Why are some entrepreneurs able to start a new firm more quickly than others in the venture creation process? Drawing on pecking order and agency theory, this study investigates how start-up capital structure influences the time to either new firm founding or quitting the start-up process. The temporal aspect of the start-up process is one that is often discussed, but rarely studied. Therefore, we utilize competing risk and Cox regression event history analysis on a nationally representative sample of US entrepreneurs to investigate how start-up capital structure impacts the time in gestation to particular kinds of start-up outcomes. Our findings suggest that external equity has an appreciable impact on new firm emergence over time, and that the percentage of ownership held by the founders attenuates the benefits of external equity.
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For a comprehensive list of PSED studies, see Frid et al. (2015a).
Access for the consolidated data set can be found at www.psed.isr.umich.edu.
The challenge of combining PSED I and PSED II is not based on standardizing the response codes to individual items, many of these are already standardized among the databases. The challenge lies in that there are subtle differences in the operational procedures utilized to as classification criteria for main transitions associated with conception, new firm birth, and quitting. In terms of conception, no single conceptual definition is reflected in the data collection procedures within the PSED studies. What the PSED does is it collects information on a broad range of start-up activities, along with their date of initiation, in order to identify the of beginning the start-up process in the PSED harmonized transitions data set. Moreover, the PSED has developed a multi-criteria outcome variable has been developed for use in the PSED harmonized transitions data set, which utilizes the date of the first activity within a 12-month window where at least two activities have taken place, excluding serious thought. To capture firm birth, the harmonized transition file uses the criteria of profitability. Respondents initially reporting on a profitable new firm, rather than a start-up, are identified and subsequently verified by the following three criteria: (1) positive monthly cash flow for 3/6 months; (2) revenue covers expenses; and (3) expenses include owner-managers salaries. Quitting from the start-up process is theoretically explicit compared to new firm status. However, it is measured in different ways within the two projects. In PSED I, the quit measure is based on the respondent’s claim they have terminated work on the start-up. In PSED II, the quit measure is based on the respondent’s claim that little recent work on the start-up has happened, no future work on the start-up is expected, and that future career plans do not include any effort on this start-up venture. For the consolidated data set, the advantage lies in the standardization of these procedures to facilitate consistency and replication among scholars interested in the temporal patterns of the nascent start-up process.
See Table 1 for detailed description of variables utilized to compute outcome time in months.
Each case was given equal weight in this procedure, which is adequate for hypothesis testing. It should be noted that findings do not represent the US population due to the deliberate oversample of women and minorities in PSED I.
Items include Q268, Q270, R771, S771, T771, R771A, S771A, T771A Q272, Q274, Q276, Q277A, Q279, Q281, Q282A, Q286, R-T770, Q268, Q270, R771, S771, T771, R771A, S771A, T771A/A-BQ12x_1 A-BQ12x_2 A-BQ12x_3A- BQ12x_4 A-BQ12x_5 BQ12x_6, A-EQ 13_1 A-EQ 13_2 A-EQ 13_3 A-EQ 13_4 A-EQ 13_5 B-EQ 13_6, A-ER21, AR4-ER4.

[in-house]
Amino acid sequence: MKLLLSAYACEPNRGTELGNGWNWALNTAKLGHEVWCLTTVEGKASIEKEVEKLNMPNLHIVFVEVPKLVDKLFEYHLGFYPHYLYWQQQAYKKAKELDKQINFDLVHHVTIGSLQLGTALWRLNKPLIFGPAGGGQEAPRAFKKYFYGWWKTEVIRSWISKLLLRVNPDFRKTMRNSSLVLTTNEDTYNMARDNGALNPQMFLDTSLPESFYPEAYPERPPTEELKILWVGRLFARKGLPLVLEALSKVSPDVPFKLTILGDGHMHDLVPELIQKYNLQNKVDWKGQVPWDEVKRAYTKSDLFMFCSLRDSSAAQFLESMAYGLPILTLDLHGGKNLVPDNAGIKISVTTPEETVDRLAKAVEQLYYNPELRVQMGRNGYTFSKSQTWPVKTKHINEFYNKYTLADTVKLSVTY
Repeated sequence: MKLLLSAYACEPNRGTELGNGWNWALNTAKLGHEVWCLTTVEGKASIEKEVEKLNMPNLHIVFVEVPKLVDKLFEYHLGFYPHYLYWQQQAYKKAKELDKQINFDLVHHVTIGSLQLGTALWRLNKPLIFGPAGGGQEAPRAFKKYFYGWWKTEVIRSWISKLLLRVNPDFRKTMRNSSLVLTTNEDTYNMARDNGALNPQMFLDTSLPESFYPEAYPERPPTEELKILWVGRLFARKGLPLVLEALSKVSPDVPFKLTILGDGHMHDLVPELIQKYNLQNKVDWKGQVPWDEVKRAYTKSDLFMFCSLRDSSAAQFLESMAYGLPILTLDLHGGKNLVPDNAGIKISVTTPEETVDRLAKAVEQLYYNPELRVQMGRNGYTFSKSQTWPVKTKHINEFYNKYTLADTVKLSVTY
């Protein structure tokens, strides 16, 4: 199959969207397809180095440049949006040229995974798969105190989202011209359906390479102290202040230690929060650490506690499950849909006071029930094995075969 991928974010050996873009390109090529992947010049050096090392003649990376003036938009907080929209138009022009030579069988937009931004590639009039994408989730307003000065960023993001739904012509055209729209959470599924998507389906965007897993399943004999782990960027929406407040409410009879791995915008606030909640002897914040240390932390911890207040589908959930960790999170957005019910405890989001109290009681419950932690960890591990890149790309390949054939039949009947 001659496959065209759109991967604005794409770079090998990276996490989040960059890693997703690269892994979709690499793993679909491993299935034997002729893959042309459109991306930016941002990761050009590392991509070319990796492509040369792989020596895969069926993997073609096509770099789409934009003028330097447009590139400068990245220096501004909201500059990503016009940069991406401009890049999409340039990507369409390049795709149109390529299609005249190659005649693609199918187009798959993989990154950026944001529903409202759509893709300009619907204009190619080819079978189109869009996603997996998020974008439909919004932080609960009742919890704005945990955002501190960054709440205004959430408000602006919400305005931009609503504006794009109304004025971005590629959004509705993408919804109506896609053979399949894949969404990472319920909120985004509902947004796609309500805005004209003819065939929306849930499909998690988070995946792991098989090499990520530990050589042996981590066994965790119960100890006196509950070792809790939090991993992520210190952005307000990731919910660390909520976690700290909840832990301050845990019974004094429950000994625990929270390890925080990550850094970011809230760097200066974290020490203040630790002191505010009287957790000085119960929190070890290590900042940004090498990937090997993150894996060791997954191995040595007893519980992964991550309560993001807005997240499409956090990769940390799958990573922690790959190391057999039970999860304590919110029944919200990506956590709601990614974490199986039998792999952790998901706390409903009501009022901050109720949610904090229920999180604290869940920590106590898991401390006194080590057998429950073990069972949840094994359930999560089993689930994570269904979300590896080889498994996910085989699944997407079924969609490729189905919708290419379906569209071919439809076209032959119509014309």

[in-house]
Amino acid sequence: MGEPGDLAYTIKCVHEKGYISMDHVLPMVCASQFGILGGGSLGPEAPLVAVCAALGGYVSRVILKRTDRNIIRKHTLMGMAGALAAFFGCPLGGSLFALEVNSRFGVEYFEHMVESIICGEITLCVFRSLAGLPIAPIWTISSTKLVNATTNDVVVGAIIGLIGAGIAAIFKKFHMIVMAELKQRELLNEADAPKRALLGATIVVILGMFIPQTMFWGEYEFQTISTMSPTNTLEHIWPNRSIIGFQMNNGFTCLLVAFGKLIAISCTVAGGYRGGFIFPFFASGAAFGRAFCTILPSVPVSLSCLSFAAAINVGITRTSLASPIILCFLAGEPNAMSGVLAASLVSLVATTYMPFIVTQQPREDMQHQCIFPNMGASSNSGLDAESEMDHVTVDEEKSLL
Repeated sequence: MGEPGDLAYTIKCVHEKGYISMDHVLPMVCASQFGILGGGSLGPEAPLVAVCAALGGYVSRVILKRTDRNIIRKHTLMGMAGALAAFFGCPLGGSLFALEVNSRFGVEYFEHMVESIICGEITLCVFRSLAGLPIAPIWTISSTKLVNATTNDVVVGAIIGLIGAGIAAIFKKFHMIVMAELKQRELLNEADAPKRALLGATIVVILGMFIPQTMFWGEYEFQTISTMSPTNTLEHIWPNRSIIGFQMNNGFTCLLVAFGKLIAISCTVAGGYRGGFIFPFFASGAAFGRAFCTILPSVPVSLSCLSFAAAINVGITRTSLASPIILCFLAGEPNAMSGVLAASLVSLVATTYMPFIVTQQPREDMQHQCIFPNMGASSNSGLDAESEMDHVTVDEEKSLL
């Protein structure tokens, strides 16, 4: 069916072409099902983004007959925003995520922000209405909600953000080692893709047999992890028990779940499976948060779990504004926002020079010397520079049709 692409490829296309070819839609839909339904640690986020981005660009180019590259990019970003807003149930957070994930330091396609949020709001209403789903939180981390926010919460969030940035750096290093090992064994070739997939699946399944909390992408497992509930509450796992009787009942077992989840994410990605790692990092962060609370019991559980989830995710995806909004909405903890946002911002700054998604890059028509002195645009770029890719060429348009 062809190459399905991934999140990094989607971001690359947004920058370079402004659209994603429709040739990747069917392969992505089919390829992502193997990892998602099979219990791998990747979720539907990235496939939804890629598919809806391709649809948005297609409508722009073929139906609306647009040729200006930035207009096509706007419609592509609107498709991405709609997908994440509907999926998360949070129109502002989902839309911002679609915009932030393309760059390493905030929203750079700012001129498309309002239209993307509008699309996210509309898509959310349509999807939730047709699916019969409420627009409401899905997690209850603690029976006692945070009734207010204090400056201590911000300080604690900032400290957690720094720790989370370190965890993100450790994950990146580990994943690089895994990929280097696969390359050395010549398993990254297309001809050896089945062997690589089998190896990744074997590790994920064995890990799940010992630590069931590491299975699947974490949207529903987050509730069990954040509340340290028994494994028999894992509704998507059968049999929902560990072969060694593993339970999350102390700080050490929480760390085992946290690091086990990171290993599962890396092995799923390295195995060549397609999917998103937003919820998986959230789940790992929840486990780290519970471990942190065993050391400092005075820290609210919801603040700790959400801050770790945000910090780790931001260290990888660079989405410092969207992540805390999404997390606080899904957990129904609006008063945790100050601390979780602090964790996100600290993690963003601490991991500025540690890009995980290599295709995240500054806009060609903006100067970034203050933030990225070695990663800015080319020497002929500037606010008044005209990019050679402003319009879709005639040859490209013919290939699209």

The trimmed mean is calculated similar to an ordinary mean, and the only difference is that 10 % of the extreme cases are omitted before calculating the mean. Specifically, the 5 % trimmed mean excludes the left-most (lowest) 5 % and right-most (highest) 5 % of cases, and then, the remaining observations are utilized to calculate the mean.
The PSED I cohort was followed over four years, and the PSED II cohort was tracked over six years.
The following control variables are used in this mode: internal funds greater than 51 %, total debt greater than 51 %, external equity greater than 51 %, and innovativeness while controlling for conception lag, team size, sweat equity in hours per member per month, total men, total Caucasians, total owners age 18–24, total owners age 25–34, total owners 35–44, total owners total 45–54, total owners 55–99, household net worth, total funds, growth preference, business planning, financial projections, industry experience, start-up experience, education, and industry.
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We thank Gavin Cassar for comments on earlier version of this manuscript. We also would like to thank Associate Editor Siri Terjesen and two anonymous reviewers for their developmental feedback and constructive comments during the review process. A prior version of this research was presented at the United States Association for Small Business and Entrepreneurship 2015 (Tampa, FL), where this manuscript was awarded Best Empirical Paper. We also would like to thank colleagues within the paper session where this work was presented for their helpful comments.
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The authors declare that they have no conflict of interest.
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Hechavarría, D.M., Matthews, C.H. & Reynolds, P.D. Does start-up financing influence start-up speed? Evidence from the panel study of entrepreneurial dynamics. Small Bus Econ 46, 137–167 (2016). https://doi.org/10.1007/s11187-015-9680-y
- Start-up outcomes
- Capital structure
- Nascent entrepreneurship
- New firm founding
- Start-up financing
- Event history analysis
- Panel study of entrepreneurial dynamics